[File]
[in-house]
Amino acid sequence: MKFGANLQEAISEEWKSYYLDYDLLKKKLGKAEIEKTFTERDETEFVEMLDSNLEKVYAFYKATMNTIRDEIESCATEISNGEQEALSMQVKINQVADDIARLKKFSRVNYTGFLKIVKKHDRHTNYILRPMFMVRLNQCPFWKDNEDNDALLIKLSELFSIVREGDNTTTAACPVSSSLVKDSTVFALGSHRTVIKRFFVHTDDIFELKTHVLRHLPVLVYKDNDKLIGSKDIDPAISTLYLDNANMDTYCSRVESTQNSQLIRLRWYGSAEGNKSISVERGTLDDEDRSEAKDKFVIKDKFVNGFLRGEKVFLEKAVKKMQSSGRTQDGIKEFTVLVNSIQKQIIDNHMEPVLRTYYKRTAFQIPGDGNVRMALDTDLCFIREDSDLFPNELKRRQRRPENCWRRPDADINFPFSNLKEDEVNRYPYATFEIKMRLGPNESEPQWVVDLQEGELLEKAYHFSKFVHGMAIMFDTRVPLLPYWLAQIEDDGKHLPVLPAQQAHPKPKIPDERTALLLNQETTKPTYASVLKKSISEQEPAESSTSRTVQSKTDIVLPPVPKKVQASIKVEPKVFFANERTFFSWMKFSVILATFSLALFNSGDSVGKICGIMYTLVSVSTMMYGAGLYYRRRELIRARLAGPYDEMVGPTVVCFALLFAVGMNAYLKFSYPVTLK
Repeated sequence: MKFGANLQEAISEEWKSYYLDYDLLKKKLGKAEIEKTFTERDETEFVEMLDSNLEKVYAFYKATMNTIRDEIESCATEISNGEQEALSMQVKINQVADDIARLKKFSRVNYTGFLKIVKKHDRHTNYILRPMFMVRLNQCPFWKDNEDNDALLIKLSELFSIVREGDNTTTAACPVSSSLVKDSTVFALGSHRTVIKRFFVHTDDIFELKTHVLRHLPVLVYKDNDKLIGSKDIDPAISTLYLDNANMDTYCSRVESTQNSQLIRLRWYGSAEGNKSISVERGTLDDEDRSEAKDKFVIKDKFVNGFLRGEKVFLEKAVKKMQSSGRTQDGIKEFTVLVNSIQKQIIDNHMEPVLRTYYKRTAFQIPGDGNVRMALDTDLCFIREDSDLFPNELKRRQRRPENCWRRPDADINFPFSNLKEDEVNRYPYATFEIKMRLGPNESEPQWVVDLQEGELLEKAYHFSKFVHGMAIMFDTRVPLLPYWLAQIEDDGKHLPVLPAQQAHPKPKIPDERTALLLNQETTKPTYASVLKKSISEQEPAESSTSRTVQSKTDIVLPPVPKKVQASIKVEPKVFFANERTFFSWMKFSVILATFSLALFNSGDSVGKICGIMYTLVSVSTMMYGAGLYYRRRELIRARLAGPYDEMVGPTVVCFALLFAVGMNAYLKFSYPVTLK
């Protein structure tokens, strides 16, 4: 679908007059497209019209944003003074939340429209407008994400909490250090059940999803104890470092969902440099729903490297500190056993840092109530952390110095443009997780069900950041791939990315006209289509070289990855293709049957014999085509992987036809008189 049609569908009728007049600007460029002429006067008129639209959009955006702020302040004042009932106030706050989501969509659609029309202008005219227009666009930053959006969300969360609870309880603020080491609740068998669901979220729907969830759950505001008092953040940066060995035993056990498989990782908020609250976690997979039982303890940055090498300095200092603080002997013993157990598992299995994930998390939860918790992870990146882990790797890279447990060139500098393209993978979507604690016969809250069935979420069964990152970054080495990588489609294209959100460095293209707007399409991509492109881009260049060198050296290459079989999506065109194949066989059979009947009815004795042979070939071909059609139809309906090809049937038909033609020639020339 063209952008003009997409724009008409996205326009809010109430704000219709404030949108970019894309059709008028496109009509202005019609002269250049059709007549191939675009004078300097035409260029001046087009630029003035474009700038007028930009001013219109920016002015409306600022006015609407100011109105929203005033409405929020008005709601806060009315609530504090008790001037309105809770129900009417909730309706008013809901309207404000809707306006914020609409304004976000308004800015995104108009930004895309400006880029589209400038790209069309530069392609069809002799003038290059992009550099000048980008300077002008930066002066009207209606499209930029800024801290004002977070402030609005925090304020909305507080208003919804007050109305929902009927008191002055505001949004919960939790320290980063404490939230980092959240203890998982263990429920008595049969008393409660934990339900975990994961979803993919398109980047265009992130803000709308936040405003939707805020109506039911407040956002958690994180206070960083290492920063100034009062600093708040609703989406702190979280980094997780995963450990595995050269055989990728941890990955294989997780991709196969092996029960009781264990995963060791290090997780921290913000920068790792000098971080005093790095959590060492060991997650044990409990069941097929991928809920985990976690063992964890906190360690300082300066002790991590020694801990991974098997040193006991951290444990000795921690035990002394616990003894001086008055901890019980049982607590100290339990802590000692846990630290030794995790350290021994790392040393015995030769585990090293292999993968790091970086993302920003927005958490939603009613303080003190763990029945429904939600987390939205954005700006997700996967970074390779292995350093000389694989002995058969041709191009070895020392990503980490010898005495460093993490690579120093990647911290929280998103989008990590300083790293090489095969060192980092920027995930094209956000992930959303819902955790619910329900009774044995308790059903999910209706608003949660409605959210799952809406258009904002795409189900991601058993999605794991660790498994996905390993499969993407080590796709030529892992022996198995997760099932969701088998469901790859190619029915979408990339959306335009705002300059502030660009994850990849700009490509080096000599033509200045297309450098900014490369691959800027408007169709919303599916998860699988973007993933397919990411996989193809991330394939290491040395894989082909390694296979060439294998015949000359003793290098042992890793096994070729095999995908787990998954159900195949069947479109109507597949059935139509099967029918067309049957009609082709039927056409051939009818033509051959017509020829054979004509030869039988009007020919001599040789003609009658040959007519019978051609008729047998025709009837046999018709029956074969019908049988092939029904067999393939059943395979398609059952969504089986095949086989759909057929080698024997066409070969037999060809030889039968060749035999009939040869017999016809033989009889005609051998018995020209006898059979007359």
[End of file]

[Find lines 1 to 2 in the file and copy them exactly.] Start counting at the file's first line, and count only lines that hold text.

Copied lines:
[in-house]
Amino acid sequence: MKFGANLQEAISEEWKSYYLDYDLLKKKLGKAEIEKTFTERDETEFVEMLDSNLEKVYAFYKATMNTIRDEIESCATEISNGEQEALSMQVKINQVADDIARLKKFSRVNYTGFLKIVKKHDRHTNYILRPMFMVRLNQCPFWKDNEDNDALLIKLSELFSIVREGDNTTTAACPVSSSLVKDSTVFALGSHRTVIKRFFVHTDDIFELKTHVLRHLPVLVYKDNDKLIGSKDIDPAISTLYLDNANMDTYCSRVESTQNSQLIRLRWYGSAEGNKSISVERGTLDDEDRSEAKDKFVIKDKFVNGFLRGEKVFLEKAVKKMQSSGRTQDGIKEFTVLVNSIQKQIIDNHMEPVLRTYYKRTAFQIPGDGNVRMALDTDLCFIREDSDLFPNELKRRQRRPENCWRRPDADINFPFSNLKEDEVNRYPYATFEIKMRLGPNESEPQWVVDLQEGELLEKAYHFSKFVHGMAIMFDTRVPLLPYWLAQIEDDGKHLPVLPAQQAHPKPKIPDERTALLLNQETTKPTYASVLKKSISEQEPAESSTSRTVQSKTDIVLPPVPKKVQASIKVEPKVFFANERTFFSWMKFSVILATFSLALFNSGDSVGKICGIMYTLVSVSTMMYGAGLYYRRRELIRARLAGPYDEMVGPTVVCFALLFAVGMNAYLKFSYPVTLK